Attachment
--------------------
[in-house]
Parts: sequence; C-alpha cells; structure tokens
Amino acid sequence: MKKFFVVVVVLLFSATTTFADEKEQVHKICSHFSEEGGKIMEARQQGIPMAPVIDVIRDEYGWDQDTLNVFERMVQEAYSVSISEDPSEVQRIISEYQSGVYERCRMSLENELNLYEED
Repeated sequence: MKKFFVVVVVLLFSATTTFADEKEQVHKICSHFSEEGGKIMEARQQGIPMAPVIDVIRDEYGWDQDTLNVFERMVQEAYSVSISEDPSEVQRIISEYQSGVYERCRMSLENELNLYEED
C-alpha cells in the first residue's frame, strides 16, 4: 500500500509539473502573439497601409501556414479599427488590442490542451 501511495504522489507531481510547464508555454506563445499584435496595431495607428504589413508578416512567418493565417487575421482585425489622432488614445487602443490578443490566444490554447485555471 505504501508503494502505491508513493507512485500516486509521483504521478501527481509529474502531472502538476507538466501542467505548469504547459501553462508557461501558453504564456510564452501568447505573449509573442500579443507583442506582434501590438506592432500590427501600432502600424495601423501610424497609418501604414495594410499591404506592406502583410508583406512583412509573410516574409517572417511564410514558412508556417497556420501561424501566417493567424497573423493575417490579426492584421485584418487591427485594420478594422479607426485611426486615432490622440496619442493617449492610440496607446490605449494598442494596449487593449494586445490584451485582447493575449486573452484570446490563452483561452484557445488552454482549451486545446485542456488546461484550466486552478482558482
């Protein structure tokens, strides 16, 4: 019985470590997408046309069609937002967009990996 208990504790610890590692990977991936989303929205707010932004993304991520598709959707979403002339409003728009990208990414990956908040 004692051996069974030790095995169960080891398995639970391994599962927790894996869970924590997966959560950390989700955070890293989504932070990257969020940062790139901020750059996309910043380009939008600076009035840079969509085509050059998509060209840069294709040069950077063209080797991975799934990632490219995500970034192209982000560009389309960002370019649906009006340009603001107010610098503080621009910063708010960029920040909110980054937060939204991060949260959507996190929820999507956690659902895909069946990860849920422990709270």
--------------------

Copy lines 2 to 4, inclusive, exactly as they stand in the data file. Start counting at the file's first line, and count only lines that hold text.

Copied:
Parts: sequence; C-alpha cells; structure tokens
Amino acid sequence: MKKFFVVVVVLLFSATTTFADEKEQVHKICSHFSEEGGKIMEARQQGIPMAPVIDVIRDEYGWDQDTLNVFERMVQEAYSVSISEDPSEVQRIISEYQSGVYERCRMSLENELNLYEED
Repeated sequence: MKKFFVVVVVLLFSATTTFADEKEQVHKICSHFSEEGGKIMEARQQGIPMAPVIDVIRDEYGWDQDTLNVFERMVQEAYSVSISEDPSEVQRIISEYQSGVYERCRMSLENELNLYEED